He measurement of the level of serum creatinine is the most commonly used indicator to assess glomerular filtration rate and renal function (2). Creatinine is a small molecule derived from the cyclization of phosphocreatine and the creatine produced by the skeletal muscle, where 95% of the body's creatinine is located (1-3). Now that creatinine is freely filtered through the glomerulus without any phenomena of tubular reabsorption or secretion in dogs or cats, its measurement in blood is used to estimate kidney function (2). However, it is essential to take into account that creatinine is not the only parameter used to evaluate kidney function and that there are other tests available. Also, Cortadellas and Heine state that the test measurement of creatinine and urea as sole indicators of renal disease are not enough, since their increase is only detected when the functional renal mass is largely lost. While the objective of this research is not the classification of renal disease, the authors agree with the statements from the abovementioned authors, and researchers expect that the standardization of serum creatinine values related to body weight will allow veterinarians to make better decisions.

The wide range of body mass in dogs has caught the attention of many researchers who have been interested in evaluating potential physiological consequences that this variation could represent (5). One of the aspects to investigate is the concentration of creatinine, since its endogenous production depends primarily on muscle mass (6).

Some authors such as (7) reported that the regular creatinine value is in the range from 0.5 to 1.5 mg/ dl; however, in a study conducted in Venezuela by Castellanos et al. (6), statistically significant differences were found between the variables serum creatinine and body weight, although the author does not recommend generalizing these results because the environment can influence these values. The research showed statistically significant differences among the three groups, according to tables 2 and 3. In the first group of animals from 1-10 kg (average 6.6 kg), minimum 2 kg up to 10 the range of creatinine was from 0.75 to 0.83 mg/ dl, mean age 4.6 years, range of creatinine (0.75 to 0.83 mg/dl).

In a research by Castellanos et al. (6), they reported creatinine values from 0.27 to 1.07 mg/dl for dogs under 10 kg; this value differs from the one found in the present investigation, which may be related to the breeds of dogs used in this study, tenure conditions, food and atmosphere (1,8).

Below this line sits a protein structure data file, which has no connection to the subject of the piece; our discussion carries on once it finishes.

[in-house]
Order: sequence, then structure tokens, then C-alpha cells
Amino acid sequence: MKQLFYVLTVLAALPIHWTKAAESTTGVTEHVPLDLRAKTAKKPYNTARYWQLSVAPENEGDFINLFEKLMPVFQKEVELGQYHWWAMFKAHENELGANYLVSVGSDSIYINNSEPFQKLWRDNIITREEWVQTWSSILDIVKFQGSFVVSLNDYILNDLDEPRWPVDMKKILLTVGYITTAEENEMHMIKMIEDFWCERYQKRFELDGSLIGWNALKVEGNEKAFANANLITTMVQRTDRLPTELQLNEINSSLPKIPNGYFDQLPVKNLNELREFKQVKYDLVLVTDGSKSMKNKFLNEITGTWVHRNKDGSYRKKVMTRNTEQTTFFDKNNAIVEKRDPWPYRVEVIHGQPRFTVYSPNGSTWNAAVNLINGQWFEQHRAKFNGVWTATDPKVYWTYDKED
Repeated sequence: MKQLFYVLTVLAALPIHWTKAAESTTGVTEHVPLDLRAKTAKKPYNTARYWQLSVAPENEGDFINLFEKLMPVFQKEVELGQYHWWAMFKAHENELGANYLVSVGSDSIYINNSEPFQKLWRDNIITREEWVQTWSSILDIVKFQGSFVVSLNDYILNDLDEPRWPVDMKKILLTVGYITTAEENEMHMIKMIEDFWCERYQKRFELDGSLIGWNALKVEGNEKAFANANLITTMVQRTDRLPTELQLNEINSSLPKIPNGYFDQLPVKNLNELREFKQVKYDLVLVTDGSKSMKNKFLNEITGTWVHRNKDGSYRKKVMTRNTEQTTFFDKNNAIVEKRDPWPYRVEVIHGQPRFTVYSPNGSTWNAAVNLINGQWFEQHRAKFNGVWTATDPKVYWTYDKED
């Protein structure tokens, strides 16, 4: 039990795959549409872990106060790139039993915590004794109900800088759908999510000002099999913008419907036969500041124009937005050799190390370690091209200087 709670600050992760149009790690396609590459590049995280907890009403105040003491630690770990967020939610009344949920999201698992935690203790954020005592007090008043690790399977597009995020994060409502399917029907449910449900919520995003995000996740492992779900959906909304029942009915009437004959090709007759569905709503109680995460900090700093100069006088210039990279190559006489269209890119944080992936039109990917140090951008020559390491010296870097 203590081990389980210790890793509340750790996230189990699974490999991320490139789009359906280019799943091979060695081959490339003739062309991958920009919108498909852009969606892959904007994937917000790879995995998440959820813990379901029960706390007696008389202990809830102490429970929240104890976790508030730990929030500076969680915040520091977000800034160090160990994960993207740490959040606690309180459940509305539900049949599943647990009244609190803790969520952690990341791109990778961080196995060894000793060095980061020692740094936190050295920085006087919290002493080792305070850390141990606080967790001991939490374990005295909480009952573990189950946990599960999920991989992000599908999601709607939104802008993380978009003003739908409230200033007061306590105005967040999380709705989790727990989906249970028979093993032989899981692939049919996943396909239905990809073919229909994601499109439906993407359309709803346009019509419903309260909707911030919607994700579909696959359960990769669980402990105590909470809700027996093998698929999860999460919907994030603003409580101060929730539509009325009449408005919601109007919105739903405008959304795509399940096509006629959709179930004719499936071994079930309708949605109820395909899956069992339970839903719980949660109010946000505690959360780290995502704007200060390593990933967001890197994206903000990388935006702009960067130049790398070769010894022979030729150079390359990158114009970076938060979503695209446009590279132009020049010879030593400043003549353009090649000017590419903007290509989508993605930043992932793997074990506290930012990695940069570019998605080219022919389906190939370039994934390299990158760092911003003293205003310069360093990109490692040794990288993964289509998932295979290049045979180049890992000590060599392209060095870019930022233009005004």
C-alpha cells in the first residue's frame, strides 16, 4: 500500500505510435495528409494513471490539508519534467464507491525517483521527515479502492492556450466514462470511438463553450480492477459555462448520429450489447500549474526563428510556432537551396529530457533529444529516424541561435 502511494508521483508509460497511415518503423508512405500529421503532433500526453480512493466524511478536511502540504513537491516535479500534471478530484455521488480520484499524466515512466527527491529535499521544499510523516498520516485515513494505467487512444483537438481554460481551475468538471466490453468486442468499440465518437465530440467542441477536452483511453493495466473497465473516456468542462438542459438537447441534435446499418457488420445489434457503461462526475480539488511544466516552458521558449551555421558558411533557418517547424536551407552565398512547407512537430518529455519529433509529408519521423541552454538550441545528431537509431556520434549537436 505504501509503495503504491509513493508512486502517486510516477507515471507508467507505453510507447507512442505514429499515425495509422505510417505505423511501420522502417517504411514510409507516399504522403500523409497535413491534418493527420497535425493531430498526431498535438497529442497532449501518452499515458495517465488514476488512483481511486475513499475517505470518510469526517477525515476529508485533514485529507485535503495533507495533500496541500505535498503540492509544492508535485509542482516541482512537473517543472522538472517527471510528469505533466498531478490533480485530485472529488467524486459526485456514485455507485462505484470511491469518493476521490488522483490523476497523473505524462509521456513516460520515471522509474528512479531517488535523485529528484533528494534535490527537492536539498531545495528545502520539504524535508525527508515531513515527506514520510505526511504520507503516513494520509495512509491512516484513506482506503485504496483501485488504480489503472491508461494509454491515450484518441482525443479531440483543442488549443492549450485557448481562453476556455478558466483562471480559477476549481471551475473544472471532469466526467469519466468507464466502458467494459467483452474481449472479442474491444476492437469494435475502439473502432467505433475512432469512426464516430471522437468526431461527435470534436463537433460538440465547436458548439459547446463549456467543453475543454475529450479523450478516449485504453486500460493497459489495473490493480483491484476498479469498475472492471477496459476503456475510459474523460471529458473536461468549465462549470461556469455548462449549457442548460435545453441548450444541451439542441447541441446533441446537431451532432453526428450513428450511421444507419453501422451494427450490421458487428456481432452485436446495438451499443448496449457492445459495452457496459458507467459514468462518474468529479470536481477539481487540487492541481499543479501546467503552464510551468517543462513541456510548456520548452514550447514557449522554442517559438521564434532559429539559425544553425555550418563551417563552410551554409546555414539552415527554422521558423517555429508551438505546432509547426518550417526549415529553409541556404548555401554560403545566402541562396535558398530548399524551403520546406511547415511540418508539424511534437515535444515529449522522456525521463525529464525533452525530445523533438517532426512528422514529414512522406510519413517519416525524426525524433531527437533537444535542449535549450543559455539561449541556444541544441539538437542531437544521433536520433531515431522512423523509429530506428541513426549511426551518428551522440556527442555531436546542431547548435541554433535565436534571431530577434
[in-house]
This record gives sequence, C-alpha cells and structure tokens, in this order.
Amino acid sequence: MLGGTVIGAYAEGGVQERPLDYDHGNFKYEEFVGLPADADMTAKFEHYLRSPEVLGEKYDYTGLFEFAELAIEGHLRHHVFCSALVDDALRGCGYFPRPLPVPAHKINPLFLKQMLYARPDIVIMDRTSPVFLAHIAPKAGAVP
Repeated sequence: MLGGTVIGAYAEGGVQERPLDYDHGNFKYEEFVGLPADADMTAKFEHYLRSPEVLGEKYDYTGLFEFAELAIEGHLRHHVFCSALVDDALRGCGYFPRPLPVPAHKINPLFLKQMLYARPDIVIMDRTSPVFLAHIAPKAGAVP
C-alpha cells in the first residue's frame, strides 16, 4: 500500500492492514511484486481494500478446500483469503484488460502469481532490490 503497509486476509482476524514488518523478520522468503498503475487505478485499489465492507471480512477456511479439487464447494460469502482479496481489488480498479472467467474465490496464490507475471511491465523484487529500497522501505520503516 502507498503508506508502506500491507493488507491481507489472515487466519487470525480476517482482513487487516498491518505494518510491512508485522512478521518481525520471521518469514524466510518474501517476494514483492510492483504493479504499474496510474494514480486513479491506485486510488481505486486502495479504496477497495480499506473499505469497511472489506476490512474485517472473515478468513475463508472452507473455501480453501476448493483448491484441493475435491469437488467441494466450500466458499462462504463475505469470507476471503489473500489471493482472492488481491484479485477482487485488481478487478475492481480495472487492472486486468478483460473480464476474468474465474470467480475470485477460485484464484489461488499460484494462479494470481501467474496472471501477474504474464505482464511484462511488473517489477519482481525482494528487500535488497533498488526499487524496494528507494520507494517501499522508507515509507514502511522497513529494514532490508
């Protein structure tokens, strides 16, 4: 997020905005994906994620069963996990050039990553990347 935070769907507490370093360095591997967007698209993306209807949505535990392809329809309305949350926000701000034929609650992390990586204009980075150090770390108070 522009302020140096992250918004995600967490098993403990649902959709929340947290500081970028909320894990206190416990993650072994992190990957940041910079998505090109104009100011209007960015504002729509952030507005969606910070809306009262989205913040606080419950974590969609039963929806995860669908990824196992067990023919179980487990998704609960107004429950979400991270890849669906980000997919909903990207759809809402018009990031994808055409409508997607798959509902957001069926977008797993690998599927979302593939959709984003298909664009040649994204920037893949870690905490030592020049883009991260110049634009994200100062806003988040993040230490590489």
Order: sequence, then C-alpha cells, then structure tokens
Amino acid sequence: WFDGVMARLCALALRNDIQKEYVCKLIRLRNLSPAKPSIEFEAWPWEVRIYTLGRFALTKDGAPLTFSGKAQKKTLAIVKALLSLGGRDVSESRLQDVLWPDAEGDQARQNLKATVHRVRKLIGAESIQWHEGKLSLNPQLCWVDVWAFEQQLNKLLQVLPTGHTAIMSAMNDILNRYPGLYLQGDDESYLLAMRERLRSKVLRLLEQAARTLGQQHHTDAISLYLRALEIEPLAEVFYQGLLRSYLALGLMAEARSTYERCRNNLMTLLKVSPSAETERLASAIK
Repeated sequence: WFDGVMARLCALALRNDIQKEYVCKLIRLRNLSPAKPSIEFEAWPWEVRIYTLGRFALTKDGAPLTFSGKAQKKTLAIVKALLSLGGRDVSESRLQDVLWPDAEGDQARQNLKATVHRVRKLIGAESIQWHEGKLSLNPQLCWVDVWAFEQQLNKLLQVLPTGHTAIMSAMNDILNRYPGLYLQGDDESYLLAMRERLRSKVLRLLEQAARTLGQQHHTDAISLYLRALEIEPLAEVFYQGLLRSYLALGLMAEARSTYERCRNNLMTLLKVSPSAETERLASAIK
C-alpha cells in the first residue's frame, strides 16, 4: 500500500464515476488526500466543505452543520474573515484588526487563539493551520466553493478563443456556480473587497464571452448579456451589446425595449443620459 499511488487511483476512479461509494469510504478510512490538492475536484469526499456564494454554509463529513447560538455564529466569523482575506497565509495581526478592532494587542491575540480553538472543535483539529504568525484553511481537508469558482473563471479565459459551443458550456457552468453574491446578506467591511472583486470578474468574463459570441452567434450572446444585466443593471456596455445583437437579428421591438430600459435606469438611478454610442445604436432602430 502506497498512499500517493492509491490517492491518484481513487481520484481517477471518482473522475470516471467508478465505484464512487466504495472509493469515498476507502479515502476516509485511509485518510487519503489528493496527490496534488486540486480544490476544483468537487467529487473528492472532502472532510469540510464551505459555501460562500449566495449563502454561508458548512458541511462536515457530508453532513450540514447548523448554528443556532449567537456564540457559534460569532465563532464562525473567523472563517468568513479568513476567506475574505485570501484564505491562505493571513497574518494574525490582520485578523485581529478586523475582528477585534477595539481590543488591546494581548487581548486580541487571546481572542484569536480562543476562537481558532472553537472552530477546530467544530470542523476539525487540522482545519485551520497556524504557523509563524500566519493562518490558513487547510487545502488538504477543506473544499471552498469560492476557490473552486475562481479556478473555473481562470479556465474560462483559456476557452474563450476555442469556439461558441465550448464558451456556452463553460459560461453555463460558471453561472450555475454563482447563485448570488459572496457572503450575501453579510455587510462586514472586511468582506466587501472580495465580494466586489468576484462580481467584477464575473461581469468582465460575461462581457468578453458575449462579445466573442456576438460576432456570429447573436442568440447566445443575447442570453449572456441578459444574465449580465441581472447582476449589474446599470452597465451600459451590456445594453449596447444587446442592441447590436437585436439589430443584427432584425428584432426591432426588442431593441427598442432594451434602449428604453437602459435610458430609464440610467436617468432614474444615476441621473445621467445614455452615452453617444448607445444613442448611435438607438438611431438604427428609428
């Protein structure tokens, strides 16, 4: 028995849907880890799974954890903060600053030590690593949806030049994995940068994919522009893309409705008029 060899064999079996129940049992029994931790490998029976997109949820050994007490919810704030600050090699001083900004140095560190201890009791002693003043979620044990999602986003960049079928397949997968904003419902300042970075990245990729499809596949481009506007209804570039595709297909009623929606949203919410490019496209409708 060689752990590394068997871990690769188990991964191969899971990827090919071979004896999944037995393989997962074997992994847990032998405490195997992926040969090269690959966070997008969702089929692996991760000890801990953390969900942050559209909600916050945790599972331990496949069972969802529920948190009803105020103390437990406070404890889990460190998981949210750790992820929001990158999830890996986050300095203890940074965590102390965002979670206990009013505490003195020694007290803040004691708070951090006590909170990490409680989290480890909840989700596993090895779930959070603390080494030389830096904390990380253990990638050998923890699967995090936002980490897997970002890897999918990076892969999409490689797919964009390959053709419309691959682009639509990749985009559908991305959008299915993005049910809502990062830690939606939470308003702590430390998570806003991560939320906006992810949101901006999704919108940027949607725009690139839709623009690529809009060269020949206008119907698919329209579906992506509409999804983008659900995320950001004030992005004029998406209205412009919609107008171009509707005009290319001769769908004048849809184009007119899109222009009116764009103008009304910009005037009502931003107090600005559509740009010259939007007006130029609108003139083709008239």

The International Renal Interest Society (IRIS) sets values of creatinine from 0.6 mg/dl as a parameter to classify animals with renal disease, but the institution does not indicate the body weight importance related to creatinine values. This institution is responsible for classifying dogs and cats with kidney disease from early stages, allowing veterinarians to take therapeutic measures (9). It is true that a classification is very useful, for authors of this work it is important to consider body weight since, as evidenced, there is statistical significance in their actual research, according to Martínez (10), when this author indicated that veterinarians should analyze these values in daily life patients.

Hiene et al. (1) report as a reference value of serum creatinine a value of 0.4 mg/dl, which is much lower than those reported by previous authors.

In the second group, according to tables 2 and 3, the serum creatinine range obtained was 0.85 to 0.96 mg/dl, with an average weight of 15.5 kg, 10 kg as minimum value and 24.8 kg as maximum value, and an average age of 4.75 years. This group has similarity values as the results reported in the research by Castellanos et al. (2), wherein the results obtained were 0.88 mg/dl with a standard deviation of 0.3.

In the third group, dogs over 25 kg, a creatinine range from 1.04-1.12 mg/dl was obtained, with an average weight of 31.15 kg with a minimum of 25 kg and maximum of 49 kg, and an average of 5.3 years of age, showing a statistically significant difference compared to the previous two groups, which could indicate that it is important to categorize serum creatinine concentration according to body weight. In the study presented by Castellanos et al. (2), the minimum value was 1.11 mg/dl for this group, showing a higher value than the one found in the research, which may be due to the differences already mentioned by the author.

Craig et al. (11) reported in a study serum creatinine values in the groups from 26 to 45 kg and over 45 kg the following results: values between 0.6 to 2.01 mg/dl in the group of animals from 26 to 45 kg and a range from 0.88 to 1.82 mg/dl in the group of animals over 45 kg. It is worth noting that, according to the results of this study, none of the patients had creatinine greater than 1.6 mg/dl; it is observed that the maximum value reported by Craig et al. was 1.82. In the present study the result was 1.12 mg/dl but it should be taken into account that the animals weighted more (49 kg with an average of 31 kg) and this could cause higher serum creatinine values than those obtained. For the authors of this study it is essential for patients of this type of research to include healthy dogs which no evidence, not only by physical examination but also by additional tests, that they had not suffered from kidney diseases.

We recommend performing an analysis of the glomerular filtration rate for those animals whose serum creatinine value was out regarding the normal ranges reported in previous studies, as written by Von and Pressler (12).

According to the results of the study, it is recommended to include body weight as a reference to determine renal function in dogs. The authors also suggest that veterinarians should relate this to clinical charts and urea and urine analysis, among other tests that a veterinarian might consider necessary for the right treatments.



REFERENCES